2017.11.19 toxic

Sunday 2017.11.19

My last note was something that, I think it’s safe to say, would certainly be considered to be very lengthy by “blog” standards by most people. I can just imagine how some people would react. That’s just not done, mister! Why, it took minutes to read! Be brief! Cut to the chase! Sum it up in 500 words or less!

Setting aside the actual contents of the piece, there might be an important point t consider just in the subject of what sort of attention span is involved in a lot of communication now, or, at least, what passes as “communication”. The ongoing phenomenon of Twitter “tweets” and the buzzing cloud of little typed brain farts within a maximum limit of 140 characters, not words, 140 characters, is arguably a demonstration of an ultimate worst case. Having just said that, I then think about the way many people now seem to sunk into an even deeper hole, where words are just too much work, and at some point, “written” communication degenerates into what effectively becomes random incomprehensible grunting, using little preformed graphic images, what used to be called “emoticons”, and nowadays are commonly called “emojis”.

That might be a bit of a side road diversion, but it is relevant.

As long as the last posted note might seem to some people, it was still really only a rough skim, skipping around among a whole list of items that are worth extended examination by themselves, barely scratching the surface. You can almost look at things as a kind of large collective living ecosystem so saturated with toxins that it is unable to distinguish between those and air, water, and nutrients.


In the daily noise on the web, someone posted a link to an opinion/editorial piece in the New York Times. The thing has the title Why Don’t Sanders Supporters Care About the Russia Investigation?”. This thing should be instantly regarded with deep suspicion by people, almost by instinct. Just the title, alone, right off the bat, should have people backing up thinking “wait a minute, what?”.

Immediately, there is a set group declared and defined. What’s the group? Sanders Supporters!

What does that neatly defined group think and do? They don’t care about the Russia Investigation!

Oh, golly gee, wasn’t that simple?

Hey, you Sanders Supporters! Why aren’t you getting with the program and joining the lynch mob?! Are you a Trump supporter or something? Maybe you’re a Russian agent?!

There are at least a few paragraphs that do have some value, so I will stick those in here.

Some believe that Russian meddling is, at best, irrelevant to the needs of working-class Americans, whom Democrats should focus on: Katrina vanden Heuvel, the editor of The Nation, has chastised Democrats, saying, “Focusing on Trump’s ties to Russia alone will not win the crucial 2018 midterm elections, nor will it win meaningful victories on issues like health care, climate change, and inequality that affect all of our lives.”

Others say that the investigation is an overhyped, “neo-McCarthyist” conspiracy theory. The journalist Masha Gessen, for example, wrote in The New York Review of Books that it was “distracting from real, documentable, and documented issues” and at the same time “promoting a xenophobic conspiracy theory in the cause of removing a xenophobic conspiracy theorist from office.”

Noam Chomsky has said that Russian interference in the election is “not a major issue” and that Americans’ obsession with it is making our country “a laughingstock,” especially considering the United States’ reputation for meddling in other countries’ politics. Moreover, many who oppose American hawkishness feel that the Russia scandal helps keep tensions alive with an old Cold War enemy.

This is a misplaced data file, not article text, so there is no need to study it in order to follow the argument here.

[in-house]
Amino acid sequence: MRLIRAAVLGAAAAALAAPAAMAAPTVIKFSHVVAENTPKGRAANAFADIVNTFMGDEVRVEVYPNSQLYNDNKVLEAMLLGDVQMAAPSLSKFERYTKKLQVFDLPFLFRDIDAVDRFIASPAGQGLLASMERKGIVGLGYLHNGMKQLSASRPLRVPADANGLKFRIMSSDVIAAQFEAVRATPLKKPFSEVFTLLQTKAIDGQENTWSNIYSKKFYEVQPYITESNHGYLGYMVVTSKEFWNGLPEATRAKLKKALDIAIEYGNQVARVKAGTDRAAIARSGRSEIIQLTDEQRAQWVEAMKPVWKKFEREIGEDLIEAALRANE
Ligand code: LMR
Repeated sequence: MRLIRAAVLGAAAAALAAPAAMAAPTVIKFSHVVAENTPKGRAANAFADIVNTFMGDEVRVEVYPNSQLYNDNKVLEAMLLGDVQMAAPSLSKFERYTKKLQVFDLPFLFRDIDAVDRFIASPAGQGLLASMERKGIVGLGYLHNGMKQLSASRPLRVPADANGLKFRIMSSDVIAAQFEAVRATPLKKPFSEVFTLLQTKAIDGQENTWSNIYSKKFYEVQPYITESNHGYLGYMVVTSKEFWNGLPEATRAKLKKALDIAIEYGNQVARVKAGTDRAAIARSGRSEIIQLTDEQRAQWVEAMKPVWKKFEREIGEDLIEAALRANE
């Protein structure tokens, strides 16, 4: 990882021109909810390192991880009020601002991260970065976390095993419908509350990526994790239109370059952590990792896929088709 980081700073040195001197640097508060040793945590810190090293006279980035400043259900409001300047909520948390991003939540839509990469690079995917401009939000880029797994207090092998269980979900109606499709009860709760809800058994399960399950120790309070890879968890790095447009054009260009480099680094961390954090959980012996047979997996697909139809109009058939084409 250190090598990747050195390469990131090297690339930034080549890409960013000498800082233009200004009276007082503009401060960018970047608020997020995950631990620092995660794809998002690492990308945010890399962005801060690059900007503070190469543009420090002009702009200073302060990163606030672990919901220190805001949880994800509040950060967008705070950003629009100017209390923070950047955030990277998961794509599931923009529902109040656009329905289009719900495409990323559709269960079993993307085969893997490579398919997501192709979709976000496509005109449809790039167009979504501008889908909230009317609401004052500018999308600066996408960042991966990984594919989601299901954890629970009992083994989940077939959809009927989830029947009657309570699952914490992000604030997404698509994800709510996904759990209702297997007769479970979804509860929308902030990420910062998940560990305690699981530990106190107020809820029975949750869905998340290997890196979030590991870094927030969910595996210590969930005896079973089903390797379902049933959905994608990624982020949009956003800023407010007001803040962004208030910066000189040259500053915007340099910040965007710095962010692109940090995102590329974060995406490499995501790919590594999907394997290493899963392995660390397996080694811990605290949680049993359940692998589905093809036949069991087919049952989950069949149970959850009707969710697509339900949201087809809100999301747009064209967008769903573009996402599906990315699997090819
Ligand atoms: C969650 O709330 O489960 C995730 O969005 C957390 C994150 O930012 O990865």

For supporters of Bernie Sanders’s presidential campaign, “Russia” can seem like Hillary Clinton’s convenient excuse for her failings as a candidate. In the words of Glenn Greenwald, Russian interference “explains otherwise-confounding developments, provides certainty to a complex world, and alleviates numerous factions of responsibility.”

Those few paragraphs actually sum up quite a lot fairly well, but the article in question, I think it’s fair to say, essentially takes all that and treats it as “aren’t these people silly misguided fools?”.

It has obviously been an ongoing theme here, for some time, to talk about a whole collection of items, of whole subjects, that are so broad and expansive, so complicated, convoluted, and intertwined, that it becomes a bit of a challenge to even label it simply, other than perhaps something like “political lunacy”. Even skimming around runs into the problem I had with the last note, thinking “how many people will not even bother reading to the end, because they think it rambles on for so long?”, while it seems like every topic leads into interconnected gnarled knots of other items, with each and every one of them being a convoluted clusterfuck of confusion and bad “information” of propaganda and misinformation and misdirection to fight through.

While all that rages and swirls and, figuratively speaking, sucks up all the oxygen in the room, it can get a little disturbing to think about what gets badly neglected and ignored, and what gets massive loads of attention.

I just discovered an item more or less by accident, as I saw a link posted on the web pointing to a page on The Onion website. I thought it was purely a joke, a fictional item for purposes of a little fun. I was curious, and upon checking this out quickly, I found a whole array of search hits pointing to genuine news items. For realz, dude! Bill Gates bought a vast tract of land in the middle of the Arizona desert to create what is being called a “Smart City”.

That would be what, exactly?

That is a slightly facetious and rhetorical question, of course. It is fairly easy and obvious to get a whiff of the general aroma of what this would be all about.

The Onion is as great as ever, and in their satirical piece on this, they included one of their regular stylistic modes of including fictional “person on the street” quotes. If you know The Onion you know the template, they include the same photos of people in every one of these, with different names, and a hilariously stupid occupation listed for each of them. One of the fake quotes was:

“When I think of a desert city built hundreds of miles from a reliable water source, I think smart.”

In one f the real news articles, someone was quoted as saying that the land involved was “about 45 minutes west of downtown Phoenix”. A problem is staring you right in the face that might seem trivial, but it drives me nuts. How far is it? It’s “45 minutes west”? A minute is a unit of measurement of time, not distance. How fucking simple is this? People do this all the time!

This is not trivial item, some petty obsession in being pedantic. This is an obvious sign, an indicator that is not subtle. A weird component of this is that I suspect that in a way, it might be subtle for some people, in the sense that it is so plainly obvious and simple that if you ask somebody “what’s wrong with that statement?” they might look right past it, thinking they are being asked to solve some tricky puzzle.